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Federal Judge Grants Hobby Lobby Preliminary Injunction Against Federal Contraceptive Rules

Federal Judge Grants Hobby Lobby Preliminary Injunction Against Federal Contraceptive Rules

July 22, 2013 — A federal judge on Friday granted retail chain Hobby Lobby a preliminary injunction against the federal contraceptive coverage rules, Reuters reports. The ruling gives the Department of Justice until Oct. 1 to decide whether to appeal a June 27 ruling from a federal appeals court to let Hobby Lobby challenge the mandate on religious grounds (Stempel, Reuters, 7/19).

The contraceptive coverage rules, which are being implemented under the Affordable Care Act (PL 111-148), require most employers to offer the coverage to their workers. Houses of worship are exempt from the requirement, and religiously affiliated not-for-profits are eligible for an accommodation that ensures they do not have to pay for or directly provide the coverage to their employees. As a for-profit business, Hobby Lobby is not eligible for an exemption or accommodation under the final rule (Women's Health Policy Report, 7/2).

Details of Friday's Hearing

U.S. District Judge Joe Heaton explained on Friday that the stay is justified because of "substantial" public policy issues involved in the case, the number of similar lawsuits and the size of the penalties Hobby Lobby would incur for failing to comply with the rules.

"There is a substantial public interest in ensuring that no individual or corporation has their legs cut out from under them while these difficult issues are resolved," Heaton said during Friday's hearing (Reuters, 7/19).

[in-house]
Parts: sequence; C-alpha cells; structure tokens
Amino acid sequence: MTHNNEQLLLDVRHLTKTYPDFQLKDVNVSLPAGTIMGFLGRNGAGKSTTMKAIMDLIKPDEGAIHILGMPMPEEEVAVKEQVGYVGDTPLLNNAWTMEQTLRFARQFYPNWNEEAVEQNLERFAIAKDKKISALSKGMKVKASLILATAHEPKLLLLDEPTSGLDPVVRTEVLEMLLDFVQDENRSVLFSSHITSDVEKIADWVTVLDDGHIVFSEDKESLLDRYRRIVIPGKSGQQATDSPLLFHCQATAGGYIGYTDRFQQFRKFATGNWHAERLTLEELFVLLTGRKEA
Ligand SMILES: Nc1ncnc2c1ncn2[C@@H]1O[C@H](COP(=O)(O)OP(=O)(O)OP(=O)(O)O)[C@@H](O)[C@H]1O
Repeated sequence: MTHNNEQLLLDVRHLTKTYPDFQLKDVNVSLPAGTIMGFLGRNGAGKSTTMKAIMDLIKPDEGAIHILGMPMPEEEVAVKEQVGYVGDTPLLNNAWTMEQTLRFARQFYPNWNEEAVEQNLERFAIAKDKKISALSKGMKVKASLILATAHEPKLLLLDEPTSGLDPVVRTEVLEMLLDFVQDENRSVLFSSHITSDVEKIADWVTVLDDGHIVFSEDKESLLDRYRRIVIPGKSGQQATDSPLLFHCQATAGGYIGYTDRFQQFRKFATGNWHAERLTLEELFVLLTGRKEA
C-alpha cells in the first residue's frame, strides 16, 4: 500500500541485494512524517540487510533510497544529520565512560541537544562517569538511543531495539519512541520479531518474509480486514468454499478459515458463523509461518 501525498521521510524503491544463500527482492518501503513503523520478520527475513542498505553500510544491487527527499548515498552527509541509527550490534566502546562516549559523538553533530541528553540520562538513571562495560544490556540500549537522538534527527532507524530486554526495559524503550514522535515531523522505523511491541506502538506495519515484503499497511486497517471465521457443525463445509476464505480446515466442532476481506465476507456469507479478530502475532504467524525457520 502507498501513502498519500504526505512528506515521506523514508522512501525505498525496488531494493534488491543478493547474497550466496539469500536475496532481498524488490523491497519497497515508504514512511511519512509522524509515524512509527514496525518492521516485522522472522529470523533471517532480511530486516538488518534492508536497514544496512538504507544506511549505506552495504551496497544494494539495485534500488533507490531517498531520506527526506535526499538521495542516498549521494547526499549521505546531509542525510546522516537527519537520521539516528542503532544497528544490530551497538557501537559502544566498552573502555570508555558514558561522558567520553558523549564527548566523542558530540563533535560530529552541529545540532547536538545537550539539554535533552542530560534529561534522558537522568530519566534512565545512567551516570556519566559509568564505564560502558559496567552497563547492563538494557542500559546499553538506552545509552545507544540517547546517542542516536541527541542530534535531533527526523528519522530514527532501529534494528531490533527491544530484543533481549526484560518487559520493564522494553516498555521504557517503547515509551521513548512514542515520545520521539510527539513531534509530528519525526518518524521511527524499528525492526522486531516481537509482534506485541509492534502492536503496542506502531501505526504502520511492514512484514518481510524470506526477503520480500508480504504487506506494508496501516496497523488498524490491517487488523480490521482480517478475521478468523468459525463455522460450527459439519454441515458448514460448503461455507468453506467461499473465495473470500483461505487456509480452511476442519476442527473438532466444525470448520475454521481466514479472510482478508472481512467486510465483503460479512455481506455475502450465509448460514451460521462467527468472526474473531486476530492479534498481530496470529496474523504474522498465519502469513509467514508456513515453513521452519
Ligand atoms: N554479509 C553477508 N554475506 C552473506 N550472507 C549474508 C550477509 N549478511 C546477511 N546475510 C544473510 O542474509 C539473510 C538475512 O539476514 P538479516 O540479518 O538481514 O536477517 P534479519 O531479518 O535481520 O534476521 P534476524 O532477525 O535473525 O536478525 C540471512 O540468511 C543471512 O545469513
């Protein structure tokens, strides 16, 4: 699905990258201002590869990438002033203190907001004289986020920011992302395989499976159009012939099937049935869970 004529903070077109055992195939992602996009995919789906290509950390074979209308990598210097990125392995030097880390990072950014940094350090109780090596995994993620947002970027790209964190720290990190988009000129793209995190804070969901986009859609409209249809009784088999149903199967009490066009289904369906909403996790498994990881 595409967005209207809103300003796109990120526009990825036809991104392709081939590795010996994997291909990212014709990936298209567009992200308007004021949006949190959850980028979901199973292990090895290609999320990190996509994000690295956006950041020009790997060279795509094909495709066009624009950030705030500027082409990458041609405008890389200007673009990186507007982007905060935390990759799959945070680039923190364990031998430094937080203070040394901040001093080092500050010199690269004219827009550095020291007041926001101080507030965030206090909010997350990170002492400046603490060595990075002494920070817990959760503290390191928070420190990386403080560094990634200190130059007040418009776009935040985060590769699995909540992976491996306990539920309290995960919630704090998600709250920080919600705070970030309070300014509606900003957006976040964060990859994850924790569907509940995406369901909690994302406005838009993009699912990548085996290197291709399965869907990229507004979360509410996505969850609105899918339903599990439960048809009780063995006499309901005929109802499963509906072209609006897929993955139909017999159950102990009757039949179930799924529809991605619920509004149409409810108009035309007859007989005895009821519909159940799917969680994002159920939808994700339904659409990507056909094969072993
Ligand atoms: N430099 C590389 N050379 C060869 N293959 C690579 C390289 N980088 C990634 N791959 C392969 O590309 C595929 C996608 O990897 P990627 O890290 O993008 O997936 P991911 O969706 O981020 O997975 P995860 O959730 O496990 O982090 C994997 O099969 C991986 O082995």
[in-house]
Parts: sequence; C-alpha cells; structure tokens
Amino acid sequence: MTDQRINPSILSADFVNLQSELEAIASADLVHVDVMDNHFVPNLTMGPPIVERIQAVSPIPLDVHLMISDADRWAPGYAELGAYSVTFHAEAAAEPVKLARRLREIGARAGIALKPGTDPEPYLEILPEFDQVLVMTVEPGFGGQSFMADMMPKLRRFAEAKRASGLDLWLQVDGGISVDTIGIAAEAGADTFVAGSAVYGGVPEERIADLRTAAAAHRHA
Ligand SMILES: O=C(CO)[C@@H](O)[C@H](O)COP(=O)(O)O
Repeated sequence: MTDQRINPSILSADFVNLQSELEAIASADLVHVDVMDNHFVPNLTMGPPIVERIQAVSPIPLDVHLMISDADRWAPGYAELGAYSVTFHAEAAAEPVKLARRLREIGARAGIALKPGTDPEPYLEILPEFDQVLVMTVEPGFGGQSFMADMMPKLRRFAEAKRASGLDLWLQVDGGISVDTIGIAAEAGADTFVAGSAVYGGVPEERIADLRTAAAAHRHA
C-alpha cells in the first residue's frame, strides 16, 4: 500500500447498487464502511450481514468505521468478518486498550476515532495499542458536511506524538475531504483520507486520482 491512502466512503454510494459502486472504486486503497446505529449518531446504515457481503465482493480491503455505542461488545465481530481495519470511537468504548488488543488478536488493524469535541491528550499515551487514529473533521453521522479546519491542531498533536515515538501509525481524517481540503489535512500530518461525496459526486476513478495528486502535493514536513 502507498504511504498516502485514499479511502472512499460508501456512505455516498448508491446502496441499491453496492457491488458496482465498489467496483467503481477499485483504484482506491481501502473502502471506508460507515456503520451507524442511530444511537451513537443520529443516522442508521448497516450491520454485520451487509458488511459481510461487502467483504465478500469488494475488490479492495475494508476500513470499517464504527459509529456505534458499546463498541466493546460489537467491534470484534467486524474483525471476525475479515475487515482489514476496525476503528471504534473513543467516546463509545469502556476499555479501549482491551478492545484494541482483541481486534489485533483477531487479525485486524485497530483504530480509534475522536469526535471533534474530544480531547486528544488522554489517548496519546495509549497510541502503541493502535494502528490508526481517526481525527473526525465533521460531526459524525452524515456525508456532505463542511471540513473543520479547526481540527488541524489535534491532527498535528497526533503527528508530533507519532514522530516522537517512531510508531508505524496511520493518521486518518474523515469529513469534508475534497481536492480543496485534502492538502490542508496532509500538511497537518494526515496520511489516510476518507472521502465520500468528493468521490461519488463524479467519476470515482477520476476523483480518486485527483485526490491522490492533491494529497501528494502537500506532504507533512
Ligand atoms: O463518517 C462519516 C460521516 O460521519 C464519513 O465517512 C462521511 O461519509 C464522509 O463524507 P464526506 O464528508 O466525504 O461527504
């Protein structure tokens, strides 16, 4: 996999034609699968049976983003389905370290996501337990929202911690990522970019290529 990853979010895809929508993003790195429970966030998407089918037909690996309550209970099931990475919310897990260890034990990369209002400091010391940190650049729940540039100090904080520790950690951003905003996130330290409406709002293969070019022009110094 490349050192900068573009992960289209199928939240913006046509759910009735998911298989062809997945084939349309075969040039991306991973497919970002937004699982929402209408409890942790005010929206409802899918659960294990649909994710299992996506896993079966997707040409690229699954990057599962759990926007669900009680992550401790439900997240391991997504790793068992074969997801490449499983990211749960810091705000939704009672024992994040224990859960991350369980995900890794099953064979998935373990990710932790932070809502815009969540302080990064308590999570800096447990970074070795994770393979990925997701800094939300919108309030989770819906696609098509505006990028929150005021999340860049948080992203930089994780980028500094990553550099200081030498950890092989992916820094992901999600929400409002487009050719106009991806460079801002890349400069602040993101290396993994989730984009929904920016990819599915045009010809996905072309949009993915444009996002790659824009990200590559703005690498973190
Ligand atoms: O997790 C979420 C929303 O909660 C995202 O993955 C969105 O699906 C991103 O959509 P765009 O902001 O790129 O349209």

Heaton's ruling follows a June 27 decision by the 10th U.S. Circuit Court of Appeals that determined the company's religious-based arguments appear to hold merit. "Because the contraceptive-coverage requirement places substantial pressure on Hobby Lobby and Mardel [another plaintiff in the case] to violate their sincere religious beliefs, their exercise of religion is substantially burdened," the circuit court judges concluded (Women's Health Policy Report, 6/28).

Heaton expressed surprise that the appeals court seemed to extend a person's constitutional religious exercise rights to businesses, adding that it was in the public's interest to issue an injunction in order to resolve "substantial unanswered questions" (Talley, AP/ABC News, 7/19).


Kyle Duncan -- general counsel with the Becket Fund for Religious Liberty and lead attorney for Hobby Lobby -- said in a statement the ruling "is a major victory for not only Hobby Lobby, but the religious liberty of all for-profit businesses." According to the Becket Fund, 43 lawsuits have been filed challenging the contraceptive coverage rules, and nine of the 12 for-profit businesses challenging the law that have heard rulings on the merits of their claims have been granted injunctions.

The Department of Justice did not immediately comment (Bunis, CQ HealthBeat, 7/19).